New Hotel Proposed for WeHo’s Eastside

Illustration of a southeast view of the hotel proposed for 1040 N. La Brea Ave.(Neil M. Denari Architects)

West Hollywood’s hotel industry continues to spread beyond the Sunset Strip, with a new proposal to build a hotel on La Brea Avenue just south of Santa Monica Boulevard on the city’s eastside.

The nine-story building would contain 91 hotel rooms, a restaurant, an outdoor dining area, a roof-top lounge and a pool. It also would include eight apartments. It would face the east side of the Gateway Shopping Plaza on La Brea.

The project will go before the Planning Commission’s Design Review Subcommittee for review on Aug. 24.

That project comes as a debate is underway about the city’s hotel industry, whose room tax is the City of West Hollywood’s largest single source of revenue. The city’s 19 existing hotels now contain a total of 2,346 rooms. With the completion of the Kimpton La Peer on La Peer Drive and the Edition by Marriott on Sunset Boulevard, that total will be 2,641 rooms, a 28% increase.

Other projects approved for construction or under review would add 739 rooms, an increase 45% over the current number of rooms.

If Korman Communities is successful in getting the city to let it convert a 110-unit condominium building on 8500 Sunset Blvd. into an extended-stay hotel, and Faring’s Jason Illoulian succeeds in his effort to build a 130-room hotel named the Perry on the southwest corner of Beverly and Robertson boulevards, and VE Equities is able to get city approval for a hotel with 113 rooms on the site of Barney’s Beanery, another 353 rooms would be added to the city’s stock.

Combined with the other projects under construction or review, that would mean an increase of 60% in rooms over the number today for a total of 3,743.

Facade of the hotel proposed for 1040 N. La Brea Ave.

A study of the local hotel market conducted last year by CBRE Hotels predicted the hotel room occupancy rate would decrease to 68% by 2020 from the 82% average predicted for this year when the study was conducted. CBRE, whose study didn’t include the proposed hotel rooms at 8500 Sunset Blvd., the proposed project on Beverly and Robertson boulevards, the Barney’s Beanery project or the 1040 La Brea project, predicted that the average occupancy rate wouldn’t return to 80% until 2026.  While some people, such as Councilmember John Duran, note that the addition of more rooms means the city’s hotel room occupancy tax revenue will continue to grow, hotel owners and managers have quietly expressed concern about the increase in competition.

That study prompted a proposal from then-Mayor Lauren Meister, now a City Council member, to halt construction of new hotels until their impact could be studied further.  The City Council rejected that proposal but did agree to require a study of a “no hotel” option in future environmental impact studies and a study of the financial impact of their project on the existing hotel market.

While the city’s hotels largely have been clustered along Sunset Boulevard, where the Jeremy opened last week and the Marriott Edition is under construction, some developers have shifted their focus south. Examples of that are Illoulian’s plan to build the Robertson Lane hotel and shopping plaza on Robertson Boulevard south of Santa Monica, the construction of the Kimpton on La Peer and Illoulian’s proposal for the Perry on the corner of Robertson and Beverly boulevards.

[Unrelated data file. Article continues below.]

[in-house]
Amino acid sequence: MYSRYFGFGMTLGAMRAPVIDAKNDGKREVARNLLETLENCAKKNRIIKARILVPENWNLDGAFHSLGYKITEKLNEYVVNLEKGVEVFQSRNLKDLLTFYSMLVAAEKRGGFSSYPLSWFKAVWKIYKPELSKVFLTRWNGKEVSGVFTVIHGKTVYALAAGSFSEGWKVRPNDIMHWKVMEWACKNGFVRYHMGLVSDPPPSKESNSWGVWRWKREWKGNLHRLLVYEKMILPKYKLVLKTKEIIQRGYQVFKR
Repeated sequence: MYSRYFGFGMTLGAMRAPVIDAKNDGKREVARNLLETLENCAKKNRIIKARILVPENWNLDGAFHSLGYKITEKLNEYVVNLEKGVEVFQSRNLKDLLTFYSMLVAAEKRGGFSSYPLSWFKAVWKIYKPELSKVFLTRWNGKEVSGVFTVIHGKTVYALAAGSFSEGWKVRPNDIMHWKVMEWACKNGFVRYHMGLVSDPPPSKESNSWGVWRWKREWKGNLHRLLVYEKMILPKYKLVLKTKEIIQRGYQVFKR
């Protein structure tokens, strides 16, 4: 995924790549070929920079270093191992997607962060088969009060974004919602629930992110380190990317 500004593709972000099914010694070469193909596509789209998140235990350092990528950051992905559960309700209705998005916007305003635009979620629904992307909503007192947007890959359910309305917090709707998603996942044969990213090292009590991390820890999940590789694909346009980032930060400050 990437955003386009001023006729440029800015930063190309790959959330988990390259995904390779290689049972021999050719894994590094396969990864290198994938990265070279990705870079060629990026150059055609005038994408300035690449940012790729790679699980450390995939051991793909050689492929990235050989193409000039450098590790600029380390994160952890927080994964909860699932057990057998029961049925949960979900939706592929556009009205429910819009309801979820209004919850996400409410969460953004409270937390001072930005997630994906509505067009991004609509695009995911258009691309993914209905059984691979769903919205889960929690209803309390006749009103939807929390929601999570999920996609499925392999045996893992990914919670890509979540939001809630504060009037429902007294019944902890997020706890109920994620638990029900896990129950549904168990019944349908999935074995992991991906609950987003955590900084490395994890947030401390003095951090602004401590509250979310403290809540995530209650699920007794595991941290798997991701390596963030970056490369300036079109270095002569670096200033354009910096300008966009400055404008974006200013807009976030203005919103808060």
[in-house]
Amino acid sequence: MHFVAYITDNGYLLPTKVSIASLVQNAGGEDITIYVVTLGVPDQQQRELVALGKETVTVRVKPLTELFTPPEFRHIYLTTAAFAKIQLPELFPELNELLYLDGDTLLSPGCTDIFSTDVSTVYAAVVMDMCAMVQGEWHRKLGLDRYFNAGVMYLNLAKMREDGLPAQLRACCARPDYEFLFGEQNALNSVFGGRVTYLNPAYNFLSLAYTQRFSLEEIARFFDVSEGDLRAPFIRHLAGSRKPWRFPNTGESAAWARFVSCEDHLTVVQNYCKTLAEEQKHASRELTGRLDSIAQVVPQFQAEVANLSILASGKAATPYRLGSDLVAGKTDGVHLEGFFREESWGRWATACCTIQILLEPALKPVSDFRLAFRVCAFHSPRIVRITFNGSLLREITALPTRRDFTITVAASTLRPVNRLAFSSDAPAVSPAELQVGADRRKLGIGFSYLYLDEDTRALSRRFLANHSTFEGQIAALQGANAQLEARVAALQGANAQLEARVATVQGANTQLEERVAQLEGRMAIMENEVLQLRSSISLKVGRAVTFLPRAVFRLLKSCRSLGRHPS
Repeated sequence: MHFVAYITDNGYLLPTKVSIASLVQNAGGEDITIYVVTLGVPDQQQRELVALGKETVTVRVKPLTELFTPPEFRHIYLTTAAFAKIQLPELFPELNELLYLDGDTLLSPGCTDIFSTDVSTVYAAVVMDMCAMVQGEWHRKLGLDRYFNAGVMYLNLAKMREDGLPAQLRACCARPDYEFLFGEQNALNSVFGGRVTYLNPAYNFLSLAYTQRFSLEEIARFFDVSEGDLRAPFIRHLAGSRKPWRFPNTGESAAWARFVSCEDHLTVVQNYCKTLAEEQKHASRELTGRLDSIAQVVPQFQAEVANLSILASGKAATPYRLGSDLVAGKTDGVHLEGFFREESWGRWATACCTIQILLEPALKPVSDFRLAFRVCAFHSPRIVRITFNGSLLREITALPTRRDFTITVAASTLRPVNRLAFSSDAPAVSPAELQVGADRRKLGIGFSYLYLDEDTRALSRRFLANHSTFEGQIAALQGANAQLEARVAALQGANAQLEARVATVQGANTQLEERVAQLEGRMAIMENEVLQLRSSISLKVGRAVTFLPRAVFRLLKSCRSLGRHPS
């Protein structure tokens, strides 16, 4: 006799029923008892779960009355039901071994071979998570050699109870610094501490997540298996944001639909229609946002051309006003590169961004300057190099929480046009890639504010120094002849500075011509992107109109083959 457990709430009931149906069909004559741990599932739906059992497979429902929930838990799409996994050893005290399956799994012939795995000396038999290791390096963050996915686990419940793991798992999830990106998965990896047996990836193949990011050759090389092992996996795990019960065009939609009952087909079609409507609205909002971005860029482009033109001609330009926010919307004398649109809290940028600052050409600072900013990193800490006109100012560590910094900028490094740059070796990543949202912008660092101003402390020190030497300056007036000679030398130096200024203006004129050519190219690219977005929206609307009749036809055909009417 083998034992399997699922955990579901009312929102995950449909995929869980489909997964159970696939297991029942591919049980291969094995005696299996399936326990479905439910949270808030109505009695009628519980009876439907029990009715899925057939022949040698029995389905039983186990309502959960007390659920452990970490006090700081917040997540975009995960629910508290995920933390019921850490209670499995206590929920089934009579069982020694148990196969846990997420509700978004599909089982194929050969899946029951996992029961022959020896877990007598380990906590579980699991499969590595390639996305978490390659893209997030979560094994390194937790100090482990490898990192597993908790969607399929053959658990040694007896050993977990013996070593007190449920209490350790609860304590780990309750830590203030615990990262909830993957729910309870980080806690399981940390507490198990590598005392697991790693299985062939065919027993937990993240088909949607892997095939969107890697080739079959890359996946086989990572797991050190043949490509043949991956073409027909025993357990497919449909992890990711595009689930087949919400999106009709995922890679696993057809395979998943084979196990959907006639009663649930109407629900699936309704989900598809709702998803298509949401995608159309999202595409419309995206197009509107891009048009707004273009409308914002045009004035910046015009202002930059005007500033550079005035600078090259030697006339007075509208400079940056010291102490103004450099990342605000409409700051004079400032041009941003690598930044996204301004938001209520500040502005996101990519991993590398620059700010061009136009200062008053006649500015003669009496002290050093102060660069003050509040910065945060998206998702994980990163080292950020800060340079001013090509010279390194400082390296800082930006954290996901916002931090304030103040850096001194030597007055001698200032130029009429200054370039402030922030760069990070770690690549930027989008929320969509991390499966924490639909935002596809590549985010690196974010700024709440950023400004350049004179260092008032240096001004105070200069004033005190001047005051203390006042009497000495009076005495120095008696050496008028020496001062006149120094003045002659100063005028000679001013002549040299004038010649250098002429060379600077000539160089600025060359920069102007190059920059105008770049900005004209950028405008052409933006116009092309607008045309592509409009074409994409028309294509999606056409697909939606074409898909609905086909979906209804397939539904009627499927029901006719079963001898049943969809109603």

Gwynne Pugh of Urban Studio, the city’s urban design consultant, gave the La Brea project an overall favorable review in a report for the Design Review Subcommittee.

Noting that “this is a relatively large building compared to the scale of development in the surrounding area,” Pugh said “this building will act as a significant marker and gateway into the city of West Hollywood. In addition, the choice of color, a dark grey, really creates an eye-catching and slightly foreboding vision.”

Pugh said his biggest concern with the project was the three driveways on its northern side and that its southern exit “could aggravate congestion on La Brea.” He also suggested the subcommittee consider the effect on the neighborhood of the sky bar on the ninth floor and the color of the building.

The identity of the developer of the project is not clear. As is common, it is registered as a limited liability company using the address of the building. But its office address is that of RPM Investments, a firm that specializes in helping investors sell property and reinvest the proceeds quickly to reduce tax payments.

The Design Review Subcommittee will meet at 5:30 p.m. on Thursday, Aug. 24, at the Plummer Park Community Center, 7377 Santa Monica Blvd.

Aerial view of the site of the 1040 N. La Brea Ave. hotel

  1. Ok Todd, let’s talk about this. Have a fair minded developer, perhaps two in mind. Please ask Hank to connect us as I’m not on Facebook.

    1. I’m not sure there’s much we can do except get the City to turn down the project. The developer of the hotel already owns the land and buildings on site. He thinks his best way to make money is to build a hotel. I’m more than happy to write to the City Council, but how do you compel a land owner to do something different? You can’t make them sell either. If a project is within the zoning code, legally, the city has to go along with a project. If the developer needs a zoning change, then it should be denied. Unfortunately, a project like I described probably isn’t as “desirable” or “profitable” for the new owner.